Comparison of ASH with SQL TRACE

ASH and SQL*Trace are not the same thing, but both are valuable tools for finding out about where processes spend time. SQL*Trace (or event 10046 as we used to call it) has been my weapon of choice for solving performance issues for a very long time, and it is extremely effective, and there is still a place for it.

There are difficulties with using SQL trace, especially in a production environment.

Firstly, it does have a run time overhead. You could afford to trace a single process, but you certainly couldn’t trace the entire database.

1) You have to work with trace in a reactive way. You will probably not already be tracing a process when you experience a performance problem, so you need to run the process again and reproduce the poor performance with trace.

2) Trace will tell you if a session is blocked waiting on a lock. However, it will not tell you who is blocking you. ASH will do this (although there are limitations).

3) A trace file records everything that happens in a session, whereas ASH data samples the session every seconds. Short-lived events will be missed, so the data has to be handled statistically.

4) There are problems with both approaches if you have the kind of application where you have lots of different SQL statements because the application uses literal values rather than bind variables (and cursor sharing is EXACT).

5) Oracle’s TKPROF trace file profiler cannot aggregate these statements, but I have found another called ORASRP that can. With ASH, you will see different SQL_IDs, but it can be effective to group statements with the same execution plan.

6) You may have trouble finding the SQL text in the SGA (or via the DBMS_XPLAN package) because it has already been aged out of the library cache. You may have similar problems with historical ASH data because the statement had been aged out when the AWR snapshot was taken.

7) A trace file, with STATISTICS_LEVEL set to ALL, will give you timings for each operation in the execution plan. So, you can see where in the execution plan the time was spent. ASH will only tell you how long the whole statement takes to execute, and how long was spent on which wait event.

Application Instrumentation

Oracle has provided a package called DBMS_APPLICATION_INFO since at least Oracle 8. This allows you to set two attributes; MODULE and ACTION for a session. That value then appears in v$session, and can be very useful to help you identify what database sessions relate to what part of an application. These values are then also captured by ASH. I cannot over-emphasise the importantance of this instrumentation when analysing performance issues. Without sensible values in these columns all you have is the program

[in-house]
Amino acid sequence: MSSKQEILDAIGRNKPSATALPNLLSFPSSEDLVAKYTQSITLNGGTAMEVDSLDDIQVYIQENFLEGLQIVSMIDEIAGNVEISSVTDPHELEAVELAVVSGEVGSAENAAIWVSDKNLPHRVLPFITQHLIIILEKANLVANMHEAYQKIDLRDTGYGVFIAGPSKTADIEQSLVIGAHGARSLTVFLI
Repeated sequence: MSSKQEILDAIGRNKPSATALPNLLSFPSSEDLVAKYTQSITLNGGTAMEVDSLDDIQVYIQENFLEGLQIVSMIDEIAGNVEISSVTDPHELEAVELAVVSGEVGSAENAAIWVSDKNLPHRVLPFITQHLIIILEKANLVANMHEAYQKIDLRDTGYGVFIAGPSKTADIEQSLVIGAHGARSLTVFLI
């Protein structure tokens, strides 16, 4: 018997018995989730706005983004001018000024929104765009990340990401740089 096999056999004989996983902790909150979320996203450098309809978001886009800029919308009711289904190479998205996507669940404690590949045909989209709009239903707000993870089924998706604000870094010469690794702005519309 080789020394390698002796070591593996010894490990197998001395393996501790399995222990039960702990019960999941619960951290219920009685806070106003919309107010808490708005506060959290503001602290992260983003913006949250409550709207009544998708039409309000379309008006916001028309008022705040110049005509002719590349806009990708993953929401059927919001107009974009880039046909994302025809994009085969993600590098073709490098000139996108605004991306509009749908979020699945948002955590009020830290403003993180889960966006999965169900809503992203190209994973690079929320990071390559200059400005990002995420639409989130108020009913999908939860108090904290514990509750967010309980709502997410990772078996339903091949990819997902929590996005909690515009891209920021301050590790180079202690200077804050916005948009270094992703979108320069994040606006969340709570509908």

name. You will probably struggle to identify ASH data for the sessions which are of interest. These values are not set by default. Instead DBAs are dependent on developers to include them in their code. For example, Oracle E-Business Suite has built this into the application.

Following query fetchs top sqls spent more on cpu/wait/io. (Thanks to Kyle Hailey for this script):

ash.SQL_ID ,
sum(decode(ash.session_state,'ON CPU',1,0)) "CPU",
sum(decode(ash.session_state,'WAITING',1,0)) -
sum(decode(ash.session_state,'WAITING', decode(en.wait_class, 'User I/O',1,0),0)) "WAIT" ,
sum(decode(ash.session_state,'WAITING', decode(en.wait_class, 'User I/O',1,0),0)) "IO" ,
sum(decode(ash.session_state,'ON CPU',1,1)) "TOTAL"
from v$active_session_history ash,v$event_name en
where SQL_ID is not NULL and en.event#=ash.event#

Tuesday, 22 November 2011

I/O Calibration Workaround

The I/O calibration feature of Oracle Database enables you to assess the performance of the storage subsystem, and determine whether I/O performance problems are caused by the database or the storage subsystem. Unlike other external I/O calibration tools that issue I/Os sequentially, the I/O calibration feature of Oracle Database issues I/Os randomly using Oracle data files to access the storage media, producing results that more closely match the actual performance of the database.

Oracle Database also provides Orion, an I/O calibration tool. Orion is a tool for predicting the performance of an Oracle database without having to install Oracle or create a database. Unlike other I/O calibration tools, Oracle Orion is expressly designed for simulating Oracle database I/O workloads using the same I/O software stack as Oracle. Orion can also simulate the effect of striping performed by Oracle Automatic Storage Management.